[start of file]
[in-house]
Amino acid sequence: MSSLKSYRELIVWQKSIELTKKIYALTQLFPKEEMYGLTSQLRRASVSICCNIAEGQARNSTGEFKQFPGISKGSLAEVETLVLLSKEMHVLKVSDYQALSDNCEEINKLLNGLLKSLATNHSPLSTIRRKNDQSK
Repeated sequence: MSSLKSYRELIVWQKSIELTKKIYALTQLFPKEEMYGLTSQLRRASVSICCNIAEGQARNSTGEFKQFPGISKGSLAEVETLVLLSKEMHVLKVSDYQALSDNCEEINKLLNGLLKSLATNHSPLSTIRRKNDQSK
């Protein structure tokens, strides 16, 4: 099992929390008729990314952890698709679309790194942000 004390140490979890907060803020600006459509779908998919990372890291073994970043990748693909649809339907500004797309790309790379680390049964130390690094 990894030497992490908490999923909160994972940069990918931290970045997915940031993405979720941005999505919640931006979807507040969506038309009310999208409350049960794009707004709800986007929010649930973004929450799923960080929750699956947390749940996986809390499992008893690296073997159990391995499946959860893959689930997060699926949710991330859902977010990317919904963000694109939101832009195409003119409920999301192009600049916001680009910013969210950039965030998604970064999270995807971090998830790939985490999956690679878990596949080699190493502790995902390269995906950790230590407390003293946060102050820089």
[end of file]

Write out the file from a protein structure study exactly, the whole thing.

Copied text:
[in-house]
Amino acid sequence: MSSLKSYRELIVWQKSIELTKKIYALTQLFPKEEMYGLTSQLRRASVSICCNIAEGQARNSTGEFKQFPGISKGSLAEVETLVLLSKEMHVLKVSDYQALSDNCEEINKLLNGLLKSLATNHSPLSTIRRKNDQSK
Repeated sequence: MSSLKSYRELIVWQKSIELTKKIYALTQLFPKEEMYGLTSQLRRASVSICCNIAEGQARNSTGEFKQFPGISKGSLAEVETLVLLSKEMHVLKVSDYQALSDNCEEINKLLNGLLKSLATNHSPLSTIRRKNDQSK
């Protein structure tokens, strides 16, 4: 099992929390008729990314952890698709679309790194942000 004390140490979890907060803020600006459509779908998919990372890291073994970043990748693909649809339907500004797309790309790379680390049964130390690094 990894030497992490908490999923909160994972940069990918931290970045997915940031993405979720941005999505919640931006979807507040969506038309009310999208409350049960794009707004709800986007929010649930973004929450799923960080929750699956947390749940996986809390499992008893690296073997159990391995499946959860893959689930997060699926949710991330859902977010990317919904963000694109939101832009195409003119409920999301192009600049916001680009910013969210950039965030998604970064999270995807971090998830790939985490999956690679878990596949080699190493502790995902390269995906950790230590407390003293946060102050820089």